Chuck Burkeen is the ministerial director of the Oregon Conference; he and his wife live in Estacada, one of the small towns east of Gladstone. On Tuesday, noting with alarm that the fires were approaching, they packed and headed to the conference office—even though there was not yet a mandatory evacuation.

“We were actually the first ones, I think, that were here,” Burkeen said on Saturday, standing in front of his tent trailer.

As the scale of the unfolding disaster became clear, Portland Adventist Community Services (PACS)—a local charitable organization—and the Red Cross began talking with the Oregon Conference about opening the headquarters property to the public. Plans rapidly went into motion and the site was added to the handful of locations advertised by the local government to residents. By Wednesday morning there were a few more RVs, Burkeen remembered, and then many more kept arriving throughout the day.

“That’s when we started calling for volunteers,” he said. Church members, pastors, conference employees, and other members of the public signed up for shifts and came to help manage the growing encampment.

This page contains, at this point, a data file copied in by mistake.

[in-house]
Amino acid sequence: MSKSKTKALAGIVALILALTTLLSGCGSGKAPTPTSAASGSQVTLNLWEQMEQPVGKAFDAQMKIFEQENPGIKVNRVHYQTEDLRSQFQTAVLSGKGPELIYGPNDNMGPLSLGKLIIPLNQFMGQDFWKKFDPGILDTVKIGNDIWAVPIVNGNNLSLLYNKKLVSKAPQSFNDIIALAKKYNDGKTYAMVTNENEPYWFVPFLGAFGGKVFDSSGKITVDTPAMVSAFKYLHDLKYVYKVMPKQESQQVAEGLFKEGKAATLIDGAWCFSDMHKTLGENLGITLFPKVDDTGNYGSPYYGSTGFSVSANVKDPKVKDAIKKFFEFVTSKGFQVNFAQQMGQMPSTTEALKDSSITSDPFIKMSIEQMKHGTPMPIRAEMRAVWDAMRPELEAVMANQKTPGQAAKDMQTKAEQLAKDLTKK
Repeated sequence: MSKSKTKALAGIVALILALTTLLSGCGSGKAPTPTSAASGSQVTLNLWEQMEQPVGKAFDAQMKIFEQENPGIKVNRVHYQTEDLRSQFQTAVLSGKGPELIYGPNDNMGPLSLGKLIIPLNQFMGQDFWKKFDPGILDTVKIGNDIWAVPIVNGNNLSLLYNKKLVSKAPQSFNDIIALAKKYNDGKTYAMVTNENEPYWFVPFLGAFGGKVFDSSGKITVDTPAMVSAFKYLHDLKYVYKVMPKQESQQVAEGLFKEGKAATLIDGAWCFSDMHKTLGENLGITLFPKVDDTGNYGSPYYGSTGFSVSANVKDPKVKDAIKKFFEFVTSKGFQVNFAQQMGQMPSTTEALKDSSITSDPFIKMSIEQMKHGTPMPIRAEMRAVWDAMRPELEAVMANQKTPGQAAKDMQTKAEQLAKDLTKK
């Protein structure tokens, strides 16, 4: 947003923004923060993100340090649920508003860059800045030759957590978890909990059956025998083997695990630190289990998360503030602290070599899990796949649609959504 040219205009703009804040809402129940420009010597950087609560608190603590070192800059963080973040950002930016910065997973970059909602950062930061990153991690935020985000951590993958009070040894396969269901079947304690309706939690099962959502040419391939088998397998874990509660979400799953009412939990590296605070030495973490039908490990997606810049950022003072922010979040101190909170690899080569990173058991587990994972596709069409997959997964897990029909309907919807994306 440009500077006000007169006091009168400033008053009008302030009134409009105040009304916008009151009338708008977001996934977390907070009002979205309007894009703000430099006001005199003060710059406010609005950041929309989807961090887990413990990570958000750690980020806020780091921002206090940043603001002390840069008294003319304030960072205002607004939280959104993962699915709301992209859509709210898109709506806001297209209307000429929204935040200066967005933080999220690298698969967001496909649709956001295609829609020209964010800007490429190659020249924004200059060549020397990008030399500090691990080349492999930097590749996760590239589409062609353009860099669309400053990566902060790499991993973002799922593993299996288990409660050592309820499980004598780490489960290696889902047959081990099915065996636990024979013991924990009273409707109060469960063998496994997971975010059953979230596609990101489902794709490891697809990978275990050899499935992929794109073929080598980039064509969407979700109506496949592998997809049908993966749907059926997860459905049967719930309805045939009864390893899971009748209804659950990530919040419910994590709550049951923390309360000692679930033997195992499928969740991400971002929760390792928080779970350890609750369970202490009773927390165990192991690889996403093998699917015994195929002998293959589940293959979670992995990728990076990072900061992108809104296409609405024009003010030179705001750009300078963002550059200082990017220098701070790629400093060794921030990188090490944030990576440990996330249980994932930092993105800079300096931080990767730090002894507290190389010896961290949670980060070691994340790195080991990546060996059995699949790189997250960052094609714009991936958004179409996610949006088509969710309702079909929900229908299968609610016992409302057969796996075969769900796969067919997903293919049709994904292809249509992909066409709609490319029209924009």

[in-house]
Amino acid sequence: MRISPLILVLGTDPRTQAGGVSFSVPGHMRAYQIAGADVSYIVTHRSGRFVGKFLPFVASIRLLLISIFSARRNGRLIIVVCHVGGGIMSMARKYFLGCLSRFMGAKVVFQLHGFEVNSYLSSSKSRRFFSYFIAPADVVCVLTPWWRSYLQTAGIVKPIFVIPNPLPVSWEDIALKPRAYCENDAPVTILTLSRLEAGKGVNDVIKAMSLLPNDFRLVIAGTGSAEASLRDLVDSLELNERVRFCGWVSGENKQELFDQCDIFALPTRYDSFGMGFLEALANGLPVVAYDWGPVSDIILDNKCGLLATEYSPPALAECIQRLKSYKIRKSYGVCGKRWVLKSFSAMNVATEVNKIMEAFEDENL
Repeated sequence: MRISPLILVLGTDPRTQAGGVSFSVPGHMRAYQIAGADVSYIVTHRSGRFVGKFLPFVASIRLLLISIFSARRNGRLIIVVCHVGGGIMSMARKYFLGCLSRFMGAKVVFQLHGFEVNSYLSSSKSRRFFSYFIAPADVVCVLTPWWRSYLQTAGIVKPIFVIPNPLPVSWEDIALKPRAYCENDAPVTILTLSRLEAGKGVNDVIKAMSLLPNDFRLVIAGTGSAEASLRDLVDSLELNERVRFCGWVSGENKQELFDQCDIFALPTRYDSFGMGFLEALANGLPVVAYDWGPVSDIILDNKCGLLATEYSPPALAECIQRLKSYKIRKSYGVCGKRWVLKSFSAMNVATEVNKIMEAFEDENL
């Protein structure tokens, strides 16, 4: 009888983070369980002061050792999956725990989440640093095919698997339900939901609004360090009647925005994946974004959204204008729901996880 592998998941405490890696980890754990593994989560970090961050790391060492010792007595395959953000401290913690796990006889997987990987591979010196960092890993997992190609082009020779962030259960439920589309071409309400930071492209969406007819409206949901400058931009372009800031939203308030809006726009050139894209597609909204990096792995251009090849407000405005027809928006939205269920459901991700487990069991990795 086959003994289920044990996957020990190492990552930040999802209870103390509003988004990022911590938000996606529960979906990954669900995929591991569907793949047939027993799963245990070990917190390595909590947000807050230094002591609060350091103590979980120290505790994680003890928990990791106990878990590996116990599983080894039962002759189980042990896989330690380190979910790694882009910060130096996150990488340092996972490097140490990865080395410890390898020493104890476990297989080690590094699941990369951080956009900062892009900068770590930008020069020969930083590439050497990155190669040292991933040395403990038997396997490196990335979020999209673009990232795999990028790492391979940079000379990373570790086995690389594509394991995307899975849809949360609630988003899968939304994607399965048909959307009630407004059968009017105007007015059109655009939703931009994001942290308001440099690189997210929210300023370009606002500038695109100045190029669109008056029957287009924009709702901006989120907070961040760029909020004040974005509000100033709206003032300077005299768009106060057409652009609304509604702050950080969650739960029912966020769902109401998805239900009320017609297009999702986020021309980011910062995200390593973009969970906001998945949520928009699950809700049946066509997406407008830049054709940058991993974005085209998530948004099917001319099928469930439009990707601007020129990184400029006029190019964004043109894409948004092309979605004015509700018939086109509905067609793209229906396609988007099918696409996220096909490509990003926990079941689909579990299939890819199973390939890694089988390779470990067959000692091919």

On Thursday, one of the other county evacuation sites, located just four miles from Gladstone, closed due to the advancing fire, sending more trailers and RVs their way.

Volunteers help distribute food and supplies. Upwards of 100 trailers and RVs are on the property.

Although the Red Cross had hoped to help manage the site, with the demand on resources statewide it soon became clear that the conference would have to do much of the heavy lifting.

“We realized that we’re not going to have their help, so we’re going to have to do it,” Burkeen said. “And I think it’s worked out really well.”

From above, the hazardous air quality affecting much of Oregon is apparent (photo courtesy of Kurt Jensen)

By Saturday, a thick layer of smoke still hung over the Oregon Conference headquarters but the air was cool and still; the hot winds had abated and meteorologists promised that the changing weather would finally give firefighters a chance at turning the tide. Satellite heat signatures showed the fires in the northern part of the state had largely slowed their advance, though the ones closest still were 0% contained. On Sunday, forecasters announced that fires in Southern Oregon could be rekindled by strengthening winds.